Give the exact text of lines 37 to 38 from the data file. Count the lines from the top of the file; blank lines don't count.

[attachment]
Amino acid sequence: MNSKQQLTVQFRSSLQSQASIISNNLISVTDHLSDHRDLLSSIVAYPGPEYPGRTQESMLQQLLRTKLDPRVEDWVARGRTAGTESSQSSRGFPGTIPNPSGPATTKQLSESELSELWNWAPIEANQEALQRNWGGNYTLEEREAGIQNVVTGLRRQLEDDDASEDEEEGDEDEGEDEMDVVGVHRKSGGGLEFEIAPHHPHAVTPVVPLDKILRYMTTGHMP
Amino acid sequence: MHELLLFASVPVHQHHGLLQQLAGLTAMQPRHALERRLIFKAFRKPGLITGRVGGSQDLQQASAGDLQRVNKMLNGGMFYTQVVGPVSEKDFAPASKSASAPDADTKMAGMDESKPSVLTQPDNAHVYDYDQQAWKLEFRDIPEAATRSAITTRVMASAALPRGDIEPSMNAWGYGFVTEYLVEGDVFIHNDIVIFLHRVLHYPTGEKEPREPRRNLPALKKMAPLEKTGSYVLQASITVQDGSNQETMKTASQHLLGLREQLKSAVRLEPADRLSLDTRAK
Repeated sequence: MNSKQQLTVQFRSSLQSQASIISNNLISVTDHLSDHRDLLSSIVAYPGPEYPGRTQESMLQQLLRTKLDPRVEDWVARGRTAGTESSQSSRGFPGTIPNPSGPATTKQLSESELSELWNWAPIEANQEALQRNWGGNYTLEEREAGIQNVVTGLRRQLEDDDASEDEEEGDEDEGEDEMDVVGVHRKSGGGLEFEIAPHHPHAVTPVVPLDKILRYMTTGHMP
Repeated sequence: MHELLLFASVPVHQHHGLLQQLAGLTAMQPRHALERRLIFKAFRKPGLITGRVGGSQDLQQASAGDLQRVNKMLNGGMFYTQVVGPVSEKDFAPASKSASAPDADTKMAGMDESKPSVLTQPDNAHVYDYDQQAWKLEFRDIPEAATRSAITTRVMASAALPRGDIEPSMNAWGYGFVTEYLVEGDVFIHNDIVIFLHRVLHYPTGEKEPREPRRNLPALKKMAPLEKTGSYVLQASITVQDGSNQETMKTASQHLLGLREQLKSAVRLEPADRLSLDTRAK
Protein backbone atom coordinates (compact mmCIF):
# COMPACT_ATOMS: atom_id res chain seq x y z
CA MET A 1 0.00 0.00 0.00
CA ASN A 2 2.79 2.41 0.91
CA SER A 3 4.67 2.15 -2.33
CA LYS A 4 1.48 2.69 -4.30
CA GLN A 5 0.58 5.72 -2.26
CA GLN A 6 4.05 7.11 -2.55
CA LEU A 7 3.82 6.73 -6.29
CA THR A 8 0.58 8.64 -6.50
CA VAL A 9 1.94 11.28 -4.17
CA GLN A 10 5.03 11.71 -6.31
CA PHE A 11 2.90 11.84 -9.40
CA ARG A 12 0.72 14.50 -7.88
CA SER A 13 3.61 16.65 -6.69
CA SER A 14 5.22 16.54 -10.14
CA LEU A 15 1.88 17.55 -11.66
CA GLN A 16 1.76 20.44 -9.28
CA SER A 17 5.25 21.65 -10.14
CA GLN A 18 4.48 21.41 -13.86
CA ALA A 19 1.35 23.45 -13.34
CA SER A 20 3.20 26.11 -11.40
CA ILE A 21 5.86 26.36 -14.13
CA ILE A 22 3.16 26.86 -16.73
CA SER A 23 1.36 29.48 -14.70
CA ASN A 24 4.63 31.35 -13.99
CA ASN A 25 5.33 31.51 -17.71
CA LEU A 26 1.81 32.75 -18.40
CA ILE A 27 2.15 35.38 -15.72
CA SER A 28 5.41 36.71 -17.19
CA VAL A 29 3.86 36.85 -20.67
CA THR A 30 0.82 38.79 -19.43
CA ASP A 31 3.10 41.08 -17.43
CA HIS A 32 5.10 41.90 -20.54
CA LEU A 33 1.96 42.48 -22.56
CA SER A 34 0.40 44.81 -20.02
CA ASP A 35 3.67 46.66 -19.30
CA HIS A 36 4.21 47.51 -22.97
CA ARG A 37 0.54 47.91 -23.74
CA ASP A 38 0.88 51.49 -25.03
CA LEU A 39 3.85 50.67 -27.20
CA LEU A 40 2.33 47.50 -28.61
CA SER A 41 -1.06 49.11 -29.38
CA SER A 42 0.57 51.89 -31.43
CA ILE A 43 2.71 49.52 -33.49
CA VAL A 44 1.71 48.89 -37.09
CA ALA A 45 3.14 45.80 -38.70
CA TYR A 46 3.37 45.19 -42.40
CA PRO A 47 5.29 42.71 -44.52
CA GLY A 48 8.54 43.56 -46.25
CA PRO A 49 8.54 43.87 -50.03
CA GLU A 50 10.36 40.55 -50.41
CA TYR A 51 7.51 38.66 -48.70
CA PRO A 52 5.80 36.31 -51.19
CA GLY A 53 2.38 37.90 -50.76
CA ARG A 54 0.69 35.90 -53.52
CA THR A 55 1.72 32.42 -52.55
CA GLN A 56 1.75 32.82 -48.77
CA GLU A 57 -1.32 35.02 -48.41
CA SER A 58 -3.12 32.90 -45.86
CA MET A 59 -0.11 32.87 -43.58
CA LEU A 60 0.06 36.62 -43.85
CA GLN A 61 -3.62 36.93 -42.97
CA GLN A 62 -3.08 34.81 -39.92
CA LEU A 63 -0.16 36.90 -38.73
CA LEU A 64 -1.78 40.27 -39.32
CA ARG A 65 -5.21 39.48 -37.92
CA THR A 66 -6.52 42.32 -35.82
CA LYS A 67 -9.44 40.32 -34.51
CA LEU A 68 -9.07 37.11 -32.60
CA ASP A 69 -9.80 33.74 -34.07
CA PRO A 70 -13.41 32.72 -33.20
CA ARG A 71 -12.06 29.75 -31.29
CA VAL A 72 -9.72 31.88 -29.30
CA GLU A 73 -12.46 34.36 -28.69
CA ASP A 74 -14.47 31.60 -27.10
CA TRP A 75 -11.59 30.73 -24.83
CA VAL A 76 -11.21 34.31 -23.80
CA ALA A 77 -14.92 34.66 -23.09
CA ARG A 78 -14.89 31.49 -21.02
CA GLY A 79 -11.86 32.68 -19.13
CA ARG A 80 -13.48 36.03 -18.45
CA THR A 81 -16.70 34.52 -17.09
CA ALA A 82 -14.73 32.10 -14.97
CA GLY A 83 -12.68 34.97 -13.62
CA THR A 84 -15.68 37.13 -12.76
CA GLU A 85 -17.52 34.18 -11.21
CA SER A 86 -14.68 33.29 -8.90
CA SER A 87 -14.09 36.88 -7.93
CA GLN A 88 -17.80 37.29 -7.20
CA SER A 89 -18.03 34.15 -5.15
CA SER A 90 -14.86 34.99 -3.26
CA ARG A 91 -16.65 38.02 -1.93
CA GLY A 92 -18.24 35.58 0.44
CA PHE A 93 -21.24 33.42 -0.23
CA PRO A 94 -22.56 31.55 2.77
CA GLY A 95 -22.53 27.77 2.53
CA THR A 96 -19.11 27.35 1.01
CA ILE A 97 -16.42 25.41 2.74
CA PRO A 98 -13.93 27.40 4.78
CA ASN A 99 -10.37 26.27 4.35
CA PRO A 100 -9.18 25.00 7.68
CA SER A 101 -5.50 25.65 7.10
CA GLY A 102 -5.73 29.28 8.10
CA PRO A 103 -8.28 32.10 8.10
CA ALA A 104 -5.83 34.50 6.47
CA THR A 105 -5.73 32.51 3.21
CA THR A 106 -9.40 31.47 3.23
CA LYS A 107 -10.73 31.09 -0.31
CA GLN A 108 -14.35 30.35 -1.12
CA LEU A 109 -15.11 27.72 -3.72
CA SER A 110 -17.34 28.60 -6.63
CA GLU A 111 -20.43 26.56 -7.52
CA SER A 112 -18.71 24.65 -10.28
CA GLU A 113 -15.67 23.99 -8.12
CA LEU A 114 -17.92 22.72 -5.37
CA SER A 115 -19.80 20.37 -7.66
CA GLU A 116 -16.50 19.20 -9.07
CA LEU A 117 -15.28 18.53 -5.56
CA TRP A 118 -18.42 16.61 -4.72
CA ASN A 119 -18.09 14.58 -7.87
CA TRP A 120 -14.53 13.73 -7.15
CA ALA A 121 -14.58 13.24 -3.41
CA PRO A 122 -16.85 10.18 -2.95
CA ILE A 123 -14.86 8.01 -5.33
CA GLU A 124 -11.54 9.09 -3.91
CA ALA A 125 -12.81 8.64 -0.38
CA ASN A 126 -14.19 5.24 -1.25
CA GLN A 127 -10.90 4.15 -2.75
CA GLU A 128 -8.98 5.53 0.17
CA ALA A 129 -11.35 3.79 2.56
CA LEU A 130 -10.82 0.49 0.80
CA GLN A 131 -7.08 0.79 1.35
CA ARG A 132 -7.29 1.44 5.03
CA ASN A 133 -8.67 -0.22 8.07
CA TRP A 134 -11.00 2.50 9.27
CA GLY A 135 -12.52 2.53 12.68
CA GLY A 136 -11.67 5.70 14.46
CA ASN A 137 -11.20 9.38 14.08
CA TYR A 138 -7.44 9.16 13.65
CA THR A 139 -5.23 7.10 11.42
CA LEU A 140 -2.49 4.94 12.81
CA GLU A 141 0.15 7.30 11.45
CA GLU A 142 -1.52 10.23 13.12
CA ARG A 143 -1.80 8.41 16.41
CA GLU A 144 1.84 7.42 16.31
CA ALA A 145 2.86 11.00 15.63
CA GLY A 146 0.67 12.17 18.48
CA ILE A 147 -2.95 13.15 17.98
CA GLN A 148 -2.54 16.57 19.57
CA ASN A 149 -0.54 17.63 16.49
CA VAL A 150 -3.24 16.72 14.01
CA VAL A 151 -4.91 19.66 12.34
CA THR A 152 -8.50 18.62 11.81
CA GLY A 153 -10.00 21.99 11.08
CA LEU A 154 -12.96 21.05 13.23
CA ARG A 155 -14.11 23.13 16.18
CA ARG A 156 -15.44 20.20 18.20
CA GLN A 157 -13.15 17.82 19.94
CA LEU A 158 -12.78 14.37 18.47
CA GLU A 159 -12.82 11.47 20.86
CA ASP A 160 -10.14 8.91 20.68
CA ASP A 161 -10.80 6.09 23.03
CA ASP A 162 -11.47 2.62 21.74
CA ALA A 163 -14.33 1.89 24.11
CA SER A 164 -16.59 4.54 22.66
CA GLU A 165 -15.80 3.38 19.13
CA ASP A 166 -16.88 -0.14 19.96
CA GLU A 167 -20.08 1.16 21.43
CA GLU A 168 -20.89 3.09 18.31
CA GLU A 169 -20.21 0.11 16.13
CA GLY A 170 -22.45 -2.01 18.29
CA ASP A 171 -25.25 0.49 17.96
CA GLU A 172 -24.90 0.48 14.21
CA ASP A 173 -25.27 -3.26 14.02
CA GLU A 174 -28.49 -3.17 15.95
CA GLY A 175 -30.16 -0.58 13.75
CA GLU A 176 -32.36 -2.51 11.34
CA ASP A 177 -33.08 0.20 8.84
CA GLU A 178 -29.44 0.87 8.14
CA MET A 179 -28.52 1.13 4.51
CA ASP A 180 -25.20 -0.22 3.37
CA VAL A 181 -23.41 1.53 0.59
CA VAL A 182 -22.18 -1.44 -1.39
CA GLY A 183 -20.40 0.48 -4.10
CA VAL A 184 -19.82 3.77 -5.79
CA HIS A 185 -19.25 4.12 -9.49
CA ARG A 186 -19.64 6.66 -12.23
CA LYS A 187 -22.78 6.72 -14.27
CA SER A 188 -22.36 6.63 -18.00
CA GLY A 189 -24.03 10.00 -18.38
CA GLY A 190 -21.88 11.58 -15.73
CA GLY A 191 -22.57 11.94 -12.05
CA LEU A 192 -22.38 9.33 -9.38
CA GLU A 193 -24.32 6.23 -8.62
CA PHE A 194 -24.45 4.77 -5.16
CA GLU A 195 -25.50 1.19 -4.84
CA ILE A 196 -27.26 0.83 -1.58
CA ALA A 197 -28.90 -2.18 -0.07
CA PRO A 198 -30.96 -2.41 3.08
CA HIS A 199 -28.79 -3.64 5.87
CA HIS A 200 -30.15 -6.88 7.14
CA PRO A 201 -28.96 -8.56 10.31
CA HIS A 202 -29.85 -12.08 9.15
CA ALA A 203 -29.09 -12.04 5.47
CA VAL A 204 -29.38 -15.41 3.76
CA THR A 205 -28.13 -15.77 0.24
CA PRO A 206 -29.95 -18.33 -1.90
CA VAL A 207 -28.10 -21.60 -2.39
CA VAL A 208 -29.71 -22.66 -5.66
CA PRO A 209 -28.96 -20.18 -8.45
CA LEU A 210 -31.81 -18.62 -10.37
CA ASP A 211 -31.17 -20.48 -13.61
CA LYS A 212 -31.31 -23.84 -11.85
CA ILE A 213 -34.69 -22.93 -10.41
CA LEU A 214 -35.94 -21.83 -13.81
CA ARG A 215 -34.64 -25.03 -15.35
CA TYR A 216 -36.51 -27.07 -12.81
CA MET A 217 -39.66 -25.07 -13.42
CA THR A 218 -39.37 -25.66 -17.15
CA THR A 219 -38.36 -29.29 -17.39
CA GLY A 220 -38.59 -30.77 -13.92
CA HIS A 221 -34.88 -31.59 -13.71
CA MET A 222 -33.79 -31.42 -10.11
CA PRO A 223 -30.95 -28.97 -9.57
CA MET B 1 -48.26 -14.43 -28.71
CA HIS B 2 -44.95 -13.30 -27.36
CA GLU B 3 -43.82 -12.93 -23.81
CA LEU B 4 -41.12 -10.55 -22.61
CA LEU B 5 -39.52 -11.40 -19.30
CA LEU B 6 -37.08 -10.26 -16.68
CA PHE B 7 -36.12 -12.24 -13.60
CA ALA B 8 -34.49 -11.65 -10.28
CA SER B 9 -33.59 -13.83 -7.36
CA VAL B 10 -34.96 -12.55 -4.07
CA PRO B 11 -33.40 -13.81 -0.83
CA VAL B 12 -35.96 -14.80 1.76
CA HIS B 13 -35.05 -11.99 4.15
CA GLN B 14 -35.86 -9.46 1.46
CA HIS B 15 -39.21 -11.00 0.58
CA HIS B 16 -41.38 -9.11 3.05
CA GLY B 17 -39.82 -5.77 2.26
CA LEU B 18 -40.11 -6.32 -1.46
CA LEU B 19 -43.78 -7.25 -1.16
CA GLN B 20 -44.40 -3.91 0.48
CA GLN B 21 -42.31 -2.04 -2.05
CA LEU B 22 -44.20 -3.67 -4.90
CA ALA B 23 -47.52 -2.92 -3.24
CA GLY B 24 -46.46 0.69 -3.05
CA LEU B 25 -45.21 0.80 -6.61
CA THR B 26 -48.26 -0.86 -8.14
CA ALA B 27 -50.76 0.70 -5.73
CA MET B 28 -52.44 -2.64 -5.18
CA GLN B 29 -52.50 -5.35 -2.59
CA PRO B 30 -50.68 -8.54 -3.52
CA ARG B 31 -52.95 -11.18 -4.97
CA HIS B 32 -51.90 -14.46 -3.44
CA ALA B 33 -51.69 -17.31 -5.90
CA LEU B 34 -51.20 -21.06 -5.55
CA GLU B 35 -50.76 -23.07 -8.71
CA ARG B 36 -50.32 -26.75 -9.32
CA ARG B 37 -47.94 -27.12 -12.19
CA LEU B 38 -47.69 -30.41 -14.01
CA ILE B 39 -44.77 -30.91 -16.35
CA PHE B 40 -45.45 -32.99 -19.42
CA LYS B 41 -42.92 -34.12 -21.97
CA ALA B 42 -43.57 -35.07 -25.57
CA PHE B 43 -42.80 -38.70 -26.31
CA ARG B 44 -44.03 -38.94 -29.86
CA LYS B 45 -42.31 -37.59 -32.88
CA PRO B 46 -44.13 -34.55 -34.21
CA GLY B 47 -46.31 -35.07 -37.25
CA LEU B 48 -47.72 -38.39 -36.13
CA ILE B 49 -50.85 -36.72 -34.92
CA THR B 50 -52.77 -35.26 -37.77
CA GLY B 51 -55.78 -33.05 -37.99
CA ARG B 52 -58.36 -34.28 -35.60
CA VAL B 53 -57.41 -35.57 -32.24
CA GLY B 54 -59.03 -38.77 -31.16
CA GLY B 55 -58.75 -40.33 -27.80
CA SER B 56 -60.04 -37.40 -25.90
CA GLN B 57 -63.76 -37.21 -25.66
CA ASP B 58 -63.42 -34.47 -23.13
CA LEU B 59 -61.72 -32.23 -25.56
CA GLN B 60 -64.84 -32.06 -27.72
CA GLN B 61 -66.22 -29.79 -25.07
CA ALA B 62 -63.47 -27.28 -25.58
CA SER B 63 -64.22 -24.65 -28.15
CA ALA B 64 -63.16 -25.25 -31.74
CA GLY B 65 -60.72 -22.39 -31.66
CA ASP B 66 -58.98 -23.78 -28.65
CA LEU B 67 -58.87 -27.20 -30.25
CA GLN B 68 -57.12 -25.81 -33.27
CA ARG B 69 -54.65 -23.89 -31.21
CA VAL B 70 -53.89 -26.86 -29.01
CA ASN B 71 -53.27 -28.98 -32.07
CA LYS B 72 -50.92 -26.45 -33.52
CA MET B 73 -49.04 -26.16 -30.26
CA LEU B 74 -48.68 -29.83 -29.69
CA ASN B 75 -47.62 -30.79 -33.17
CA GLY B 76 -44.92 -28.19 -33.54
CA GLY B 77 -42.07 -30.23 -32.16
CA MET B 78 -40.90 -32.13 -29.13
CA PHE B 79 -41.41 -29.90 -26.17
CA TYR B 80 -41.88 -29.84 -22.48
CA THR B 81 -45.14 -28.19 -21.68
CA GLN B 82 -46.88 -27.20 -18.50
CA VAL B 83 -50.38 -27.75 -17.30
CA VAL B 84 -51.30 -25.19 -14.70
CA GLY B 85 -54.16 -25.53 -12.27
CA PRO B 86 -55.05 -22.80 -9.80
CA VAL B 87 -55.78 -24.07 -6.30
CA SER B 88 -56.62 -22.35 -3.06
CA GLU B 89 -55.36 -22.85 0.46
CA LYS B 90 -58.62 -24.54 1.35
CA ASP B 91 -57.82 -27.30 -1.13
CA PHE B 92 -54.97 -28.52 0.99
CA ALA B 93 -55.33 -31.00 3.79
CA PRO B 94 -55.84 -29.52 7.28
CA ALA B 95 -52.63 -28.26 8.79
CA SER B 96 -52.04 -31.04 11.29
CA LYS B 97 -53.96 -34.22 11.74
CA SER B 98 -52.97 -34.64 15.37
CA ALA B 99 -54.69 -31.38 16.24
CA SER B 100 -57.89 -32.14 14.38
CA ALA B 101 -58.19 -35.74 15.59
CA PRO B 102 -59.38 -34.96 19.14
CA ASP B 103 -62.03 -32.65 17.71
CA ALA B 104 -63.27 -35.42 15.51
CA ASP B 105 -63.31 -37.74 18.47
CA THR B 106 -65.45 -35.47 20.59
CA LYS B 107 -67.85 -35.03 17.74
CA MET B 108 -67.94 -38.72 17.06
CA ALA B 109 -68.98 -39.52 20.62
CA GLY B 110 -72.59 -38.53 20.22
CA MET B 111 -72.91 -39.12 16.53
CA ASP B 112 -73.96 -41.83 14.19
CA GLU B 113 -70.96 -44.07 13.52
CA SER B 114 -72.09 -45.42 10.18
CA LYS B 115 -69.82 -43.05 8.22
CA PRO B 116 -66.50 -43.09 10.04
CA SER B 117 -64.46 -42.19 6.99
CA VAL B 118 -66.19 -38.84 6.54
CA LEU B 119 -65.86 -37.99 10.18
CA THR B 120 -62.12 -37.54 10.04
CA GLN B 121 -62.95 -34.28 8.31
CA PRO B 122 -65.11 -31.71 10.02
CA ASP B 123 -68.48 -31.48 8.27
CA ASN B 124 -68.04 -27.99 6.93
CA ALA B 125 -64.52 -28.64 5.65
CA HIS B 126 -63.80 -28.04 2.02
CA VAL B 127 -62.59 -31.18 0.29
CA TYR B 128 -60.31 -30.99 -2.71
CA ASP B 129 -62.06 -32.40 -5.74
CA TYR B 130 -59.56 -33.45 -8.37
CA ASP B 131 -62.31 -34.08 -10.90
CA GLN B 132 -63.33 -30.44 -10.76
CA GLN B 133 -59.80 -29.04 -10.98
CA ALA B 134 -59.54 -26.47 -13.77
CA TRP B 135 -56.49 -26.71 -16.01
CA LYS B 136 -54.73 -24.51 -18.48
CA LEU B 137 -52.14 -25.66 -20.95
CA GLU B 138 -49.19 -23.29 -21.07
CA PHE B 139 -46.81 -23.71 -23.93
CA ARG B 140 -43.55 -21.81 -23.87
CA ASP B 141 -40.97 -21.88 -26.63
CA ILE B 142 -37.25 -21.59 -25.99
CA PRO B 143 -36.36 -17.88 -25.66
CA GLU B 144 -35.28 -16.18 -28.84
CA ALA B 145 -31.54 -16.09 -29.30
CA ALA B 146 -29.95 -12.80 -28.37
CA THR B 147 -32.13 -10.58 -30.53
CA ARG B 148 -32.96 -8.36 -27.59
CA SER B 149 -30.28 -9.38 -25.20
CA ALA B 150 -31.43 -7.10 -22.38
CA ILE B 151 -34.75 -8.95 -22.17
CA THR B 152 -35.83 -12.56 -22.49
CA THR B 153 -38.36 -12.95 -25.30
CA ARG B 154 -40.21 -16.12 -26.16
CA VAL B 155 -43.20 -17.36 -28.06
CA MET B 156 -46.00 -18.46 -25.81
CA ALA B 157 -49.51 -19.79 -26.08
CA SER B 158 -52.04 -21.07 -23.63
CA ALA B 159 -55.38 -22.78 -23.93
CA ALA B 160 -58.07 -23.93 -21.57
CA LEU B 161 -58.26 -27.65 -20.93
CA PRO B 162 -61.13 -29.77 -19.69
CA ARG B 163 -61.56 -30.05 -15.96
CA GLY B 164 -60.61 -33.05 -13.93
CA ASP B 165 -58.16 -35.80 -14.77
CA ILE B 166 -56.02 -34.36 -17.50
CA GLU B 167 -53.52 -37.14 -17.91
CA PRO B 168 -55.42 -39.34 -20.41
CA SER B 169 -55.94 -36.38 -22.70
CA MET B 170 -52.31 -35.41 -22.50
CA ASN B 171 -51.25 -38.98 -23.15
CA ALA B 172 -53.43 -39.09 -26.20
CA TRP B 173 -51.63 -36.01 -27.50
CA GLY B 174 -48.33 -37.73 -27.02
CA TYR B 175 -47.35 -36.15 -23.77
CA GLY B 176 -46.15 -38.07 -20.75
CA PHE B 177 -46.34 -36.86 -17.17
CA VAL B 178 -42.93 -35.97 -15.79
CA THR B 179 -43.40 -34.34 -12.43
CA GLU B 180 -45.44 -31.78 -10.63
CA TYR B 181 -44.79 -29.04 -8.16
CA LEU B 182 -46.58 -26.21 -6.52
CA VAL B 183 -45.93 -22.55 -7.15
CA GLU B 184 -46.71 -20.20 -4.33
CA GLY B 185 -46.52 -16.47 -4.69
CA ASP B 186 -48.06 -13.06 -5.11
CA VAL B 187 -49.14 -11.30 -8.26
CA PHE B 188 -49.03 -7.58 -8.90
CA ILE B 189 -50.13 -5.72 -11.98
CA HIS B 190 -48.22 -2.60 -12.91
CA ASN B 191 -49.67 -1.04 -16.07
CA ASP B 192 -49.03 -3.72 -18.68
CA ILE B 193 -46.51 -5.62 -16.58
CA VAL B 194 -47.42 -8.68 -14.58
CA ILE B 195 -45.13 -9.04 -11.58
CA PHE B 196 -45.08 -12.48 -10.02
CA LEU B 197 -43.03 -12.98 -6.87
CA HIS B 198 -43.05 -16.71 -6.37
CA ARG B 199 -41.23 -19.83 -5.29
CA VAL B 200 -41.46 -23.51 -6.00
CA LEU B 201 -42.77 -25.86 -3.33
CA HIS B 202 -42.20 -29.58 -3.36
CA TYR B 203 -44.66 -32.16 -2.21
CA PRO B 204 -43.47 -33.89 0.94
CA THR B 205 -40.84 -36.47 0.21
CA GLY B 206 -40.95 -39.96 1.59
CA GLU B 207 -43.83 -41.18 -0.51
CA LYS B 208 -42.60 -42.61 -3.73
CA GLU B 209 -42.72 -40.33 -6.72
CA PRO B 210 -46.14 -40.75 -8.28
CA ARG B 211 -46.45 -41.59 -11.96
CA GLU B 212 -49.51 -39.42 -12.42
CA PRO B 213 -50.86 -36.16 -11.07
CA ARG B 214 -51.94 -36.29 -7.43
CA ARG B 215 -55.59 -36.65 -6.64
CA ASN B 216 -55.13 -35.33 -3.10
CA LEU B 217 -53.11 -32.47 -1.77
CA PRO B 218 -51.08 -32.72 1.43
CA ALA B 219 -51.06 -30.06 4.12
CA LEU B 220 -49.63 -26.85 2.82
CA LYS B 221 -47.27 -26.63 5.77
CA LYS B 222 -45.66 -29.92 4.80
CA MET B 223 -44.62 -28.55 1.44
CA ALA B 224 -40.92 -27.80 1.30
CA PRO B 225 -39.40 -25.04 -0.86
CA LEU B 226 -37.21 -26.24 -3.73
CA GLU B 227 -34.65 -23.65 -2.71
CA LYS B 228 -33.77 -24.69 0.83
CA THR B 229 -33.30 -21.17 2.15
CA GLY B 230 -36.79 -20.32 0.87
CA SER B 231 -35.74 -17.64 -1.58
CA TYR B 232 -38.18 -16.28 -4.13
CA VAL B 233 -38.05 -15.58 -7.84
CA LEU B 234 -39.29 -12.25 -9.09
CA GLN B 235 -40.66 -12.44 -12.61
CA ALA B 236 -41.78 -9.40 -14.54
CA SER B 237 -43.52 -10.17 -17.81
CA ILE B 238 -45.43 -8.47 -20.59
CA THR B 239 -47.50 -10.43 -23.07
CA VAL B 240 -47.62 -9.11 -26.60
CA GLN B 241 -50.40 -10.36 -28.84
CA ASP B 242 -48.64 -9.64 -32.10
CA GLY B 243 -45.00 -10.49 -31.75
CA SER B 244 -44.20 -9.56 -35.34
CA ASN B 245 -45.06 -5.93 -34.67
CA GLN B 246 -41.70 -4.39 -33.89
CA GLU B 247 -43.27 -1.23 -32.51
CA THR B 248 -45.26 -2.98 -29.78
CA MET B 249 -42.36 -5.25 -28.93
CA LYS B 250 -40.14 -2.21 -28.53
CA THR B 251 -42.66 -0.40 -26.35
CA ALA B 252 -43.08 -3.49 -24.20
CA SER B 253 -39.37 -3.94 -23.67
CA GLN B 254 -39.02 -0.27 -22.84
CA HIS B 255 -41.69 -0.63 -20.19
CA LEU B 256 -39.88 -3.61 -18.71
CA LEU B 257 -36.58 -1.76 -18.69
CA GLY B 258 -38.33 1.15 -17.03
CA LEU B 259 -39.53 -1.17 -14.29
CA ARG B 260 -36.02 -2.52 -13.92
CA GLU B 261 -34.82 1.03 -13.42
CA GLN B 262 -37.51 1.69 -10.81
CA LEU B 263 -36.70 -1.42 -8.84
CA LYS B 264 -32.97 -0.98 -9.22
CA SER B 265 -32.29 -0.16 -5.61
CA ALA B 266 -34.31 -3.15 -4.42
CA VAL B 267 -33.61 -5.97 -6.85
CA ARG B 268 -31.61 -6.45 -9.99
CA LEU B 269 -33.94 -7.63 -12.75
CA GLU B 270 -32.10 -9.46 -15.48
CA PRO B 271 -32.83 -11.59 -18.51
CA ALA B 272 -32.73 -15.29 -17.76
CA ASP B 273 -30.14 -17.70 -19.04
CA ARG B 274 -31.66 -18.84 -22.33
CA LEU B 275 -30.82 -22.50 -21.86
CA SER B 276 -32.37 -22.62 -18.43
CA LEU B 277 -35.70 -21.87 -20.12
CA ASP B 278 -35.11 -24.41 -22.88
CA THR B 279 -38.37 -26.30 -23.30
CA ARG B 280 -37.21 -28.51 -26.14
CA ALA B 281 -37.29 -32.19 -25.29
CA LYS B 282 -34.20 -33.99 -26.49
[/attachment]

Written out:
CA ASP A 31 3.10 41.08 -17.43
CA HIS A 32 5.10 41.90 -20.54